Forward Latino, a Latino advocacy group in Wisconsin, said in a statement Friday that it has “identified barriers to people being unable to obtain a driver’s license or state ID, including many of the elders of our nation, with immigrants, and without. an immigrant.” including. the homeless.”
Retailers and pharmacies are encouraged to “address the appropriate issues in their vaccination programs and follow the guidelines issued by the CDC’s Federal Retail Pharmacy Program Covid-19 and the US Health Resources and Services Administration,” said Daryl Morin, National President of Forward Latino. . , referring to the Centers for Disease Control and Prevention. “The result is that more people will be vaccinated in less time and it will benefit us all.”
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As of May 14, the CDC reported that 56 percent of the population has received at least one dose of the Covid-19 vaccine. Within this group, nearly two-thirds are white (63 percent), 13 percent are Hispanic, 9 percent are black, and 6 percent are Asian.
Covid-19 has killed 71,646 Latinos since the beginning of the epidemic. According to the CDC, most of them die at least a year, and about three times the white population of the country.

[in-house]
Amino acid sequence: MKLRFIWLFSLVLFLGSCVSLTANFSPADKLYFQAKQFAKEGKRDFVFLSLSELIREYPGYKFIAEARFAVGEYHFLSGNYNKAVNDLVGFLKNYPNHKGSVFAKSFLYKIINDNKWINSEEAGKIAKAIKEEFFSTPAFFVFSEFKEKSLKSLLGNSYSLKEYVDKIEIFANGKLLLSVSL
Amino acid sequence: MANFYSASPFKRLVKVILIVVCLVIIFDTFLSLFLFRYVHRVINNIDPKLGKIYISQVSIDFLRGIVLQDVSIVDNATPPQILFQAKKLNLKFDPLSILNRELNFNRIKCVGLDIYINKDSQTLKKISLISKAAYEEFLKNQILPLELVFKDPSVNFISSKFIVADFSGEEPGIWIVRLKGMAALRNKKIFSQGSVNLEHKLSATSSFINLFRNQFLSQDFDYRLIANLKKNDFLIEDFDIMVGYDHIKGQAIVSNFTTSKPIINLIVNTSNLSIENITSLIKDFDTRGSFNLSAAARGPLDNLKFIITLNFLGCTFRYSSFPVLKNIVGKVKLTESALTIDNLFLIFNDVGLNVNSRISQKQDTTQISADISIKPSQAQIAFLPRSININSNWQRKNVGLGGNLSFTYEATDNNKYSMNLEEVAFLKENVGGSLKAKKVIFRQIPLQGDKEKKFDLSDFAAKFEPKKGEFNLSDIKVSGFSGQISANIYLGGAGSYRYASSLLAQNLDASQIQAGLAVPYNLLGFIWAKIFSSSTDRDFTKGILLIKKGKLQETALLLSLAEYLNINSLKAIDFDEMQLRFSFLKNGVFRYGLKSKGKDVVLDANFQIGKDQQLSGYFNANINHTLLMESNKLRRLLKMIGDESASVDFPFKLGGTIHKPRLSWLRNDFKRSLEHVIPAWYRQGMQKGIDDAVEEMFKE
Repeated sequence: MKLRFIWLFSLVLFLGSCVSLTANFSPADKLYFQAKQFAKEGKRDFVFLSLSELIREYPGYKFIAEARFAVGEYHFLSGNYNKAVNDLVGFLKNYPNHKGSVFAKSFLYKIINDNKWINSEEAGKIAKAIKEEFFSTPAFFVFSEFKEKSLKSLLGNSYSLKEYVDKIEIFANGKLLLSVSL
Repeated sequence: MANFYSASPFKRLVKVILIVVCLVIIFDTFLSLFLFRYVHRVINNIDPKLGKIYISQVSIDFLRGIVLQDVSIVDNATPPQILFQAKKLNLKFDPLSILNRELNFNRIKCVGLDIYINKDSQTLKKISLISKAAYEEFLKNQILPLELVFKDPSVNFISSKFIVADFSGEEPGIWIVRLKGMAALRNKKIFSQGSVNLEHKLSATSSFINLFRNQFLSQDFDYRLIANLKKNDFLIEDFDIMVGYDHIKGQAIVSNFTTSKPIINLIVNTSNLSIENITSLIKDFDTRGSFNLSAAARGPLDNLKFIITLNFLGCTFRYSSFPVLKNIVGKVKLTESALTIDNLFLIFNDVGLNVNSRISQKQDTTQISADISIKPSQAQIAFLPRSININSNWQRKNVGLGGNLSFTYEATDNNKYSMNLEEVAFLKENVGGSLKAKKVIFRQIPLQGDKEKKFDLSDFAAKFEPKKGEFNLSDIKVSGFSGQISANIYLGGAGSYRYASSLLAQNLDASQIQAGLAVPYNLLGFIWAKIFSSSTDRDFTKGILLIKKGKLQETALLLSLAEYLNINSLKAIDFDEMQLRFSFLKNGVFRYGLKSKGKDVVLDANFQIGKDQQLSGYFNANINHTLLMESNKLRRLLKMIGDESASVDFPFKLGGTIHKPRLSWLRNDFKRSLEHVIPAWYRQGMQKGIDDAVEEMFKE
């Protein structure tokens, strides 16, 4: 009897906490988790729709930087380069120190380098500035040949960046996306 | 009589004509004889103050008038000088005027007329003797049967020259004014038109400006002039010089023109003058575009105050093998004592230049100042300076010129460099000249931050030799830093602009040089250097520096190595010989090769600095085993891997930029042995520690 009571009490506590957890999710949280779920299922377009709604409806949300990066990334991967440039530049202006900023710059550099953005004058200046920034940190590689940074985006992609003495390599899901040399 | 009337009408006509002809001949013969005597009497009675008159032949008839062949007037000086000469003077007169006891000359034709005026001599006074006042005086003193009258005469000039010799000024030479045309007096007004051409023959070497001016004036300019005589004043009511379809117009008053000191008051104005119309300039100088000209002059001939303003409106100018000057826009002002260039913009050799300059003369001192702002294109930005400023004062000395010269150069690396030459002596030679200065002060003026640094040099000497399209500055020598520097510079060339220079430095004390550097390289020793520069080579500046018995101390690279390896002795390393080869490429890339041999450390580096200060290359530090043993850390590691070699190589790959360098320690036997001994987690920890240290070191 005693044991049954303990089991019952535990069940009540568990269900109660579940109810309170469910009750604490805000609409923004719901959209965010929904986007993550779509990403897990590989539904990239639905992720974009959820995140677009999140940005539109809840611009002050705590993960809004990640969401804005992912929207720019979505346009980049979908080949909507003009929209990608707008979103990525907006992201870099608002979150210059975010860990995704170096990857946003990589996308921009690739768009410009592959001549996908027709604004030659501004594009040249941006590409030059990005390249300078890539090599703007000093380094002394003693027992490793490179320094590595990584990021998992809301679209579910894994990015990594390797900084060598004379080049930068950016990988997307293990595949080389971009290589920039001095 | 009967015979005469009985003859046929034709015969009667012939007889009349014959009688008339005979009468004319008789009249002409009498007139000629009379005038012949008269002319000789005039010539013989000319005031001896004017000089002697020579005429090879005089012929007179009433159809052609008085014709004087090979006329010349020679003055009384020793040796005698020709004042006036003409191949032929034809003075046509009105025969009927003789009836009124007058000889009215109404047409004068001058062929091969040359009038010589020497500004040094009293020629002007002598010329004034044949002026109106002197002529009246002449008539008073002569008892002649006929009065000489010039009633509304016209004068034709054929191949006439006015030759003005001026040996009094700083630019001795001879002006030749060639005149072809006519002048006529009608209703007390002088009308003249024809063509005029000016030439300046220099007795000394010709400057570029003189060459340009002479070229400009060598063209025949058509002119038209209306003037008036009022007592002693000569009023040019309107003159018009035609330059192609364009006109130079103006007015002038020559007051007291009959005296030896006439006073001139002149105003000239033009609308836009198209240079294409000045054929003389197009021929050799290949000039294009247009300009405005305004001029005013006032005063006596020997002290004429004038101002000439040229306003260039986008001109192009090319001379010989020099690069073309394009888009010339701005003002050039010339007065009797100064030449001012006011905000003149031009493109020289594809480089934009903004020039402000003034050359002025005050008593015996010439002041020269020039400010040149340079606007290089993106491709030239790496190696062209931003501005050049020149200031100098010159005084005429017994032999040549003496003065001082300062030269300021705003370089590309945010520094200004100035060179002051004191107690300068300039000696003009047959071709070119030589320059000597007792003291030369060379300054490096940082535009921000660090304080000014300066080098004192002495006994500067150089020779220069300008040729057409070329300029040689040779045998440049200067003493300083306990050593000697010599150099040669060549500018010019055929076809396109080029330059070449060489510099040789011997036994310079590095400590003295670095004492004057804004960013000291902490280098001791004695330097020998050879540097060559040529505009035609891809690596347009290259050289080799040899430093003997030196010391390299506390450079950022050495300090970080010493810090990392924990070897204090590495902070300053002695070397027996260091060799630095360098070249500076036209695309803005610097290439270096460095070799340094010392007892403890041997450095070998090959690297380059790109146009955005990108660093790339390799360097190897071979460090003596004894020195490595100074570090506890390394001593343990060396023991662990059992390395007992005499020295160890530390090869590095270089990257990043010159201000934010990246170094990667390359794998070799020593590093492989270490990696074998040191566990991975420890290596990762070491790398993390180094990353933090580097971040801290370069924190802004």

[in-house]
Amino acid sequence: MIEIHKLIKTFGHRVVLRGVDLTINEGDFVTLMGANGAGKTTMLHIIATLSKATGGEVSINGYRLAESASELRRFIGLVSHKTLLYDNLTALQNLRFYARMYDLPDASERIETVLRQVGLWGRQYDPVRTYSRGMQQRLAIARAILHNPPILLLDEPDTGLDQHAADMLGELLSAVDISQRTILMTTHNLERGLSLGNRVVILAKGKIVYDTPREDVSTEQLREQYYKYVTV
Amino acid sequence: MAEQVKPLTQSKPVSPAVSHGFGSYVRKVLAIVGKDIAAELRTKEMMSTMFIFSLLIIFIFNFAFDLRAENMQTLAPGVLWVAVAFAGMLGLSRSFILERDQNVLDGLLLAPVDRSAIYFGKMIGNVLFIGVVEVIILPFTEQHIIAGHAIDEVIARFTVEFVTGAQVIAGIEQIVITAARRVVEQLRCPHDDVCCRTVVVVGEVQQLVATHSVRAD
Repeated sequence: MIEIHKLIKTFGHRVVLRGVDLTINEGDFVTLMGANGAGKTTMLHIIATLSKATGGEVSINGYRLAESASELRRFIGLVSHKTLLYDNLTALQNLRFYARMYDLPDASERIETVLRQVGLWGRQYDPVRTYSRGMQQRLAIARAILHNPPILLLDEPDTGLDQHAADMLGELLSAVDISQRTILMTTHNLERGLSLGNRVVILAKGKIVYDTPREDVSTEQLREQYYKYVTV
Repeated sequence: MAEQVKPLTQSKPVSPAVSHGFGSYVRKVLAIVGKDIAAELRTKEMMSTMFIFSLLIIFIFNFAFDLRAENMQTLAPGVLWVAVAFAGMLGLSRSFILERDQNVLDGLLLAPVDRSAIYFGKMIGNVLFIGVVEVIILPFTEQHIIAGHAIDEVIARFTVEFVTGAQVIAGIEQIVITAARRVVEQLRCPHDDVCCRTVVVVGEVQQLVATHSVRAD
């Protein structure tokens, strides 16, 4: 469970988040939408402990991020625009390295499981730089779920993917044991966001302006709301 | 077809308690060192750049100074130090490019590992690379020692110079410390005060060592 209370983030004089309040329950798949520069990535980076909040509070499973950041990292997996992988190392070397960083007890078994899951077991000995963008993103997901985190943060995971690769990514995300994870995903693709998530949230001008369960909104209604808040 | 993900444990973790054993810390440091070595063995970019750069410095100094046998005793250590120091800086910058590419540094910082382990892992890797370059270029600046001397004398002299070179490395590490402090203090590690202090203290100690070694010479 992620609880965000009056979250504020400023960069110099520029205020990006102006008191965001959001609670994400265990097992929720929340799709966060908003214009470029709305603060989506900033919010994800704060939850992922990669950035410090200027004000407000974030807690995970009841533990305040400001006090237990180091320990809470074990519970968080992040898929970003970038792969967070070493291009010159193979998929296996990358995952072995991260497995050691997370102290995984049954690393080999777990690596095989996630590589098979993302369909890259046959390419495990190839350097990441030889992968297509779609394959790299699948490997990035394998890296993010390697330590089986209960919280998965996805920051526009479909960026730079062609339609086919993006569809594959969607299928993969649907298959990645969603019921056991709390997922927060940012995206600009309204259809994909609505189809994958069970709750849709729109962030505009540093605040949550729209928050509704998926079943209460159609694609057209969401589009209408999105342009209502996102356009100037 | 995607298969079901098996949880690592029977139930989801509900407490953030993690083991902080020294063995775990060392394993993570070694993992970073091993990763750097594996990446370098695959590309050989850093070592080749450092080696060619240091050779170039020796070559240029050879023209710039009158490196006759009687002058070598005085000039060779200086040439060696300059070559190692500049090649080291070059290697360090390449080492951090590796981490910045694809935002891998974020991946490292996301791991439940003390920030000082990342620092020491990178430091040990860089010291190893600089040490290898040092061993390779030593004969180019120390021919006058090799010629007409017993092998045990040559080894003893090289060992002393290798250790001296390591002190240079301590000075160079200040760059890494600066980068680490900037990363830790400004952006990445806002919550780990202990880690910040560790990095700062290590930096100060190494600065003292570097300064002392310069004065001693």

Nicole Acevedo is a reporter for NBC News Digital. He reports, writes and publishes for NBC Latino. In this Jan. 5, 2021, file photo, a Lifeline ambulance arrives at CHA Hollywood Presbyterian Medical Center (CHA HPMC) in Los Angeles. (AP Photo/Damien Doverganes, File)
LOS ANGELES (AP) – California’s coronavirus crisis reached an alarming new level Monday as Johns Hopkins University data showed more than 30,000 deaths have been reported in the state. much of the country since the outbreak began nearly a year ago.
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Deaths have exploded since the start of the COVID-19 outbreak in October. It took California six months to register its first 10,000 deaths. But in about a month the number increased from 20,000 to 30,000.
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By the end of the week, government officials reported a two-day total of 1,163 deaths. Hospital facilities have also exploded and many hospitals have expanded into the region.
It is the third country in the country for deaths from the coronavirus, behind California, Texas and New York, which ranks No. 1 and about 40,000.
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Health officials have warned that worse things are to come later this month, especially when the holiday season is showing signs of illness.
At the end of the week, the health director of the municipality Barbara Ferrer said that the spread of the virus is “strong” and said that it shows the bad things that people do during the holidays, and more harmful externalities.
“It’s not time to go to the supermarket, watch basketball or soccer at a friend’s house,” Ferrer said.